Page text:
12 HP Honda single - BCS walkbehind, single-stage snowblower attachment.
Crude as it is, this thing has always been something of a beast....
chewing it's way through all kinds of stuff.
Had it out for a couple hours today in 18-24" of the white and fluffy...
and it seems to me like it's only putting out maybe 1/2 or 2/3 of it's
Along with that, something has frozen in the throttle linkage so it only
goes full-bore.... got it in the garage thawing out right now.
Assuming the throttle linkage is a separate/unrelated issue, can anybody
suggest what I am looking for to explain the power loss ?
No smoke, so I am guessing I haven't broken a ring...
My first thoughts are to examine the simple
things. Air filter? Fuel filter? Water in
the fuel? Always inspect the spark plug.
Oil level full?
Online troubleshooting manual maybe out there
for you? Did you read your own manual that came
with the machine?
On Sat, 23 Jan 2016 18:00:27 -0800 (PST), DerbyDad03
If it has a "snowblower" engine it has no filter and has a preheat
box in it's place. B&S SnowKing is a good example, and the Techumseh
HS series another. The Honda and Yamerhammer blowers also have no
Any blower with an air filter is highly likely to run poorly if at all
in "typical" winter weather while blowing snow.
On Saturday, January 23, 2016 at 10:02:40 PM UTC-5, firstname.lastname@example.org wrote:
B&S SnowKing? I don't think that's a good example, since it doesn't exist.
I know...I was just playing around, but they (it?) are out there.
I look at some of the other videos that that guy did trying to figure
out what kind of snow blower that was. In another video he explained
how to adjust the auger *chain*.
One of the comments below the video read:
"John how about tips on a snow blower that was built in this century?"
Now that's funny!
That's an interesting observation for me - because this thing is
basically a multi-purpose walk-behind tractor... so it the engine does
have an air filter.
(BCS.... poor build quality + poor design + a design that never got
tweaked for the inevitable bugs after release)
It's the next day now and it's thoroughly thawed out from sitting in a
heated area all night.
I'm going to fire it up and see what happens.
If there the power is still lacking, I'll start taking things apart.
If the power drops off again, I'll pull the air filter and see what
Thanks for the insights.
Yup.... Miracle cure. Back to full power and responsive throttle.
But now it is surging most of the time and occasionally backfiring on
This thing must be 10 years old and has never had points or plug
Points/plug would be the likely cause, right ?
I'd try running some Seafoam or similar through it . There's been a
discussion going on about surging over at the Kohler Engine group ,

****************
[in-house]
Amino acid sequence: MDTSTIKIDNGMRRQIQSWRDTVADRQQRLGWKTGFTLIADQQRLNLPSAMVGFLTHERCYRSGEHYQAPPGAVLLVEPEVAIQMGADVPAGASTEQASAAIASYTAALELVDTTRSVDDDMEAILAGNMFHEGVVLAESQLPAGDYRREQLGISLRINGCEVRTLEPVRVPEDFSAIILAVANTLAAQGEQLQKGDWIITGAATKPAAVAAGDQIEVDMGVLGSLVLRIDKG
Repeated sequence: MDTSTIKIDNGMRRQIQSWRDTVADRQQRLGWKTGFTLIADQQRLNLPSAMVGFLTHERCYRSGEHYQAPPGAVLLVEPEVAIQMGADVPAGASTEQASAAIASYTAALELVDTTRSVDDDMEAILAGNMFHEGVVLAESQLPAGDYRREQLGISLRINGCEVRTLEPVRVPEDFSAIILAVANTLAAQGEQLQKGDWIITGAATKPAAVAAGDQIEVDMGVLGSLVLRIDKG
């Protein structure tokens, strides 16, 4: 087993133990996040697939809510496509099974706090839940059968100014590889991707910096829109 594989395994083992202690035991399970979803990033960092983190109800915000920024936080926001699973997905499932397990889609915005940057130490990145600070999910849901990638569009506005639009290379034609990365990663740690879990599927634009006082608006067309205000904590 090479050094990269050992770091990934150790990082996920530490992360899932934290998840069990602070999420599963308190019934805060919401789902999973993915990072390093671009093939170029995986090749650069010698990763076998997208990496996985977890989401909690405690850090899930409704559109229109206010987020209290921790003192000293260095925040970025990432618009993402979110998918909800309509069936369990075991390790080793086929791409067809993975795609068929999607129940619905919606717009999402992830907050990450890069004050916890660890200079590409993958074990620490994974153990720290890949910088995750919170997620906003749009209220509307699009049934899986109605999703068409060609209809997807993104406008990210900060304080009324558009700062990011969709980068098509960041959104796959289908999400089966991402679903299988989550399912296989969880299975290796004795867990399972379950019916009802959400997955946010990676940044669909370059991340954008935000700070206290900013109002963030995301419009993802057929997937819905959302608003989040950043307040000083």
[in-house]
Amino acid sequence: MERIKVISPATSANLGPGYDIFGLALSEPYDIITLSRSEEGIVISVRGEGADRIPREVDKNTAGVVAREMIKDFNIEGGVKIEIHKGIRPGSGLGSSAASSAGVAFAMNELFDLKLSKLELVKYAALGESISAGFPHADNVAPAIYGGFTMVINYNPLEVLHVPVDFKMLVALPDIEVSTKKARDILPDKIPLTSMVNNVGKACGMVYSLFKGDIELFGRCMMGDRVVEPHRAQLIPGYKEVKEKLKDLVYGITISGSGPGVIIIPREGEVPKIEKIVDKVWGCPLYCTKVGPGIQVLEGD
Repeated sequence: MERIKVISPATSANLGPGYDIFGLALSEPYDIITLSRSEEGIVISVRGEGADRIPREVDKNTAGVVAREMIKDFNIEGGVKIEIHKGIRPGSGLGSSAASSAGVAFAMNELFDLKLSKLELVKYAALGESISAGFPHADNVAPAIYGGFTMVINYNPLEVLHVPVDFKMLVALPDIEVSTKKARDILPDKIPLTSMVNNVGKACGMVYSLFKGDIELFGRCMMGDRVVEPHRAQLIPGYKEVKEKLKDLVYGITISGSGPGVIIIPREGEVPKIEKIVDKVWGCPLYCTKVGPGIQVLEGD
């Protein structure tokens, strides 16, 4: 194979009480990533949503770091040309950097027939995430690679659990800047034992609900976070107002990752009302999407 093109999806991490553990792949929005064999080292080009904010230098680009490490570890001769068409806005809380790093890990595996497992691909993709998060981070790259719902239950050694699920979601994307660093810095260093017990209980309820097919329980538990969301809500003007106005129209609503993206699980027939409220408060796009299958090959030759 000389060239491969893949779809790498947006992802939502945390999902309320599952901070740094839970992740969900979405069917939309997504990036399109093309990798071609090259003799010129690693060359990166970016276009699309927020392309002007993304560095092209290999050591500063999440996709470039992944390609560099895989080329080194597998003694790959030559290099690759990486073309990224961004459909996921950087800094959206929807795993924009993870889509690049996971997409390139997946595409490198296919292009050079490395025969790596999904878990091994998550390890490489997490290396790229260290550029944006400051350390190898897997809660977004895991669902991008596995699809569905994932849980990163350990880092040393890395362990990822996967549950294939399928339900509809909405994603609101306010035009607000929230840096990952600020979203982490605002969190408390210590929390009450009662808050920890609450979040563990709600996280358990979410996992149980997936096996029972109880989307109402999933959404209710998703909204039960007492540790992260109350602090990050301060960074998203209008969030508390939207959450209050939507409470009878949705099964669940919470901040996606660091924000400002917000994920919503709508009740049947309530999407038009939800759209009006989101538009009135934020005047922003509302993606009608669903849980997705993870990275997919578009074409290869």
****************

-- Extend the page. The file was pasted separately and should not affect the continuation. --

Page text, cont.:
consensus is it's likely caused by a lean condition at full throttle . If
yours has an adjustable main jet try opening the screw a quarter turn and
see what that does . My little Rusty Tractor surges too , I just read about
this and haven't had a chance to try the adjustment . It didn't do this
until after I rebuilt the motor ...
On Mon, 25 Jan 2016 08:59:46 -0500, Stormin Mormon
Too lean will cause both. Don't screw with the governor unless you
know EXACTLY what you are doing.
Being an "old" machine it will have an adjustable high speed jet as
well as an adjustable low speed jet.
Crank the high speed jet out 1/4 turn or so and see what happens.
If it surges at idle you may need to crank the idle mix screw out.
More likely water in the gas - it'll fart and backfire like crazy
from being too lean. Out some "sea foam" in and open the main jet 1/4
turn. After running the sea-foam through you MAY be able to turn the
jet screw back in again,
First off, lube that cable while its warm.
After 10 years, new plug, points and condenser is a good idea.
You might also have crud in the fuel bowl on the carburator. A complete
carb rebuild would be the best, but at least remove the bowl and clean
out the crud. If a fuel filter exists, replace it.
Surging is often the result of the governor needing adjustment, but
could also be caused by insufficient fuel getting to the engine. I'd
suggest doing the (above) things to the carb first, and adjusting the
carb too. Then if that dont do it, get the factory specs for adjusting
the governor (and carb adjustments).
Backfiring is a result of the timing being off. On a small engine, that
is set by proper afjustment of points and making sure the flywheel is
positioned correctly (no sheared key), and the correct gap exists
between the magneto and the flywheel. (a sheet of newspaper is about
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